(more…)

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Drama DVD/Blu-Ray Inspired by a true story Movies Thriller

Zombieland

Posted on February 2, 2010 at 8:00 am

B +
Lowest Recommended Age: Mature High Schooler
MPAA Rating: Rated R for horror violence/gore and language
Profanity: Constant very bad language, some crude
Alcohol/ Drugs: Drinking
Violence/ Scariness: Constant peril and violence, characters injured, killed, and eaten, zombies and other graphic and grisly images
Diversity Issues: None
Date Released to Theaters: October 2, 2009
Date Released to DVD: February 2, 2010

What is it about zombies?

Dating back to 1932’s “White Zombie,” the stories of the relentless, omnivorous undead and the humans who try to escape them have been one of film’s most popular genres, with sub-genres including the flourishing category of zombie comedies, best described as gallows humor, gasps of horror alternating with gasps of laughter. Zombie films turn out to provide many opportunities for some core elements of humor, especially the juxtaposition of dire circumstances with trivial detail and the deconstruction of our assumptions about what we need and the norms of lifestyle and behavior. As its title suggests, “Zombieland‘s” take is darkly comic, with zombie encounters as theme park or video game. It even ends up in a real theme park, the few remaining humans battling the hordes from rides and concession stands.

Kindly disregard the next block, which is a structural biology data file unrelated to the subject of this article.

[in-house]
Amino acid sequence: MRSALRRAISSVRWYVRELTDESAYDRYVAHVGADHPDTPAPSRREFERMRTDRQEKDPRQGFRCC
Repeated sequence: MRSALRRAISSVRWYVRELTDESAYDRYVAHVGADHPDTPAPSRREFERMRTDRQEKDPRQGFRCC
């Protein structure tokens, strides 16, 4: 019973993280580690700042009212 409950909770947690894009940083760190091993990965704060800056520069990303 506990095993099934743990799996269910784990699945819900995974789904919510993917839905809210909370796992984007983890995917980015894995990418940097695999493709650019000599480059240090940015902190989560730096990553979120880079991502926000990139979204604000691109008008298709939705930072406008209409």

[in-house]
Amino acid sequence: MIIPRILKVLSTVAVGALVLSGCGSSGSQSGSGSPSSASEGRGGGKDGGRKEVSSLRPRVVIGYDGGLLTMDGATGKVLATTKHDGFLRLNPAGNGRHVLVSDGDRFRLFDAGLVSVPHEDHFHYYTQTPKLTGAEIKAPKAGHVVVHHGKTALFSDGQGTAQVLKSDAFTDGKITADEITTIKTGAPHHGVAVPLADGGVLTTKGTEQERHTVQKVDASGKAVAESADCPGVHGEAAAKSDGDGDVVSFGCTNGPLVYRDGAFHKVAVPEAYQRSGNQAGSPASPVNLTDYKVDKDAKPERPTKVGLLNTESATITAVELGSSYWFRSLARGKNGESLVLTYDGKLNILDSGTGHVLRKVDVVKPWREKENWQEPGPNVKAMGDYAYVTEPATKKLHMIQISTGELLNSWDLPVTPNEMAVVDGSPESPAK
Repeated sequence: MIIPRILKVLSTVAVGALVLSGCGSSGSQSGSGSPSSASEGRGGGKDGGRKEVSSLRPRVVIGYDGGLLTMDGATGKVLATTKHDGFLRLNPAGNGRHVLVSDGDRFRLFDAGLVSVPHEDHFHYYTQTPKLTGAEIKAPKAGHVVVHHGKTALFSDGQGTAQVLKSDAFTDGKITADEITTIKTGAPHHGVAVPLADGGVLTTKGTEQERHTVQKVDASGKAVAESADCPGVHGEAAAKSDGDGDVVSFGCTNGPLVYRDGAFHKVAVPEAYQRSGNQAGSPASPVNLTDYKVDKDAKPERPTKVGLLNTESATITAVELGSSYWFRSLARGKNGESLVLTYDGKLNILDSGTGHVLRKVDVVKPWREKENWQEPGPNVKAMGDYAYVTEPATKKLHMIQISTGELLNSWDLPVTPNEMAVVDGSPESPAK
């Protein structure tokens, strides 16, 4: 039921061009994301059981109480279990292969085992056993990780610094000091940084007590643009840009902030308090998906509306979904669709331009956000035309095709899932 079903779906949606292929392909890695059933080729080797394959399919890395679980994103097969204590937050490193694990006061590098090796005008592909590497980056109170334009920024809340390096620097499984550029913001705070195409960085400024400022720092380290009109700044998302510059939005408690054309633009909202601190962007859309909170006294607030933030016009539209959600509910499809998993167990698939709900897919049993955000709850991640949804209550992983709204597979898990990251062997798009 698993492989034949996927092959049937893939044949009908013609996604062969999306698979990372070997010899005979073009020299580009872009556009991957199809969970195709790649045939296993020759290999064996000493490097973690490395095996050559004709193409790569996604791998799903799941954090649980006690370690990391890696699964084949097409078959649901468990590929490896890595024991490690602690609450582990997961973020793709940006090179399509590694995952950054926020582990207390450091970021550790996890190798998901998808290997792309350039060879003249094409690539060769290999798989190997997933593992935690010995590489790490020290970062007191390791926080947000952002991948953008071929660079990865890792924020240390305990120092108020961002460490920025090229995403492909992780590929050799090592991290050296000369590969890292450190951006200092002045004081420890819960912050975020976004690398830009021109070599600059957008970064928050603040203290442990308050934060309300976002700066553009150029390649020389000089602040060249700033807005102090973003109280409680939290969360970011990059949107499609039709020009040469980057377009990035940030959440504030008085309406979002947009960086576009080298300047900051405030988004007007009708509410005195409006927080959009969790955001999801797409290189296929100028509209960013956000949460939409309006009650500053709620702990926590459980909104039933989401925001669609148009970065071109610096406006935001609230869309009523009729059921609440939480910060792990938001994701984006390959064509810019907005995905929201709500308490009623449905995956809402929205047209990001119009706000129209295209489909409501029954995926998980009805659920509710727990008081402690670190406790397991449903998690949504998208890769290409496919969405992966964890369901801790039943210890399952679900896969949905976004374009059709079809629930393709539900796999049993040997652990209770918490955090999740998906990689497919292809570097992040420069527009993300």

Copyright 2019 SPHE

One thing about zombies is that they thin out the herd. In this story, only four non-zombie humans seem to be left, which gives them an opportunity to try to band together with people with whom they would otherwise have nothing in common and show each other and themselves that they are capable of more in both physical courage and relationships than they ever thought possible.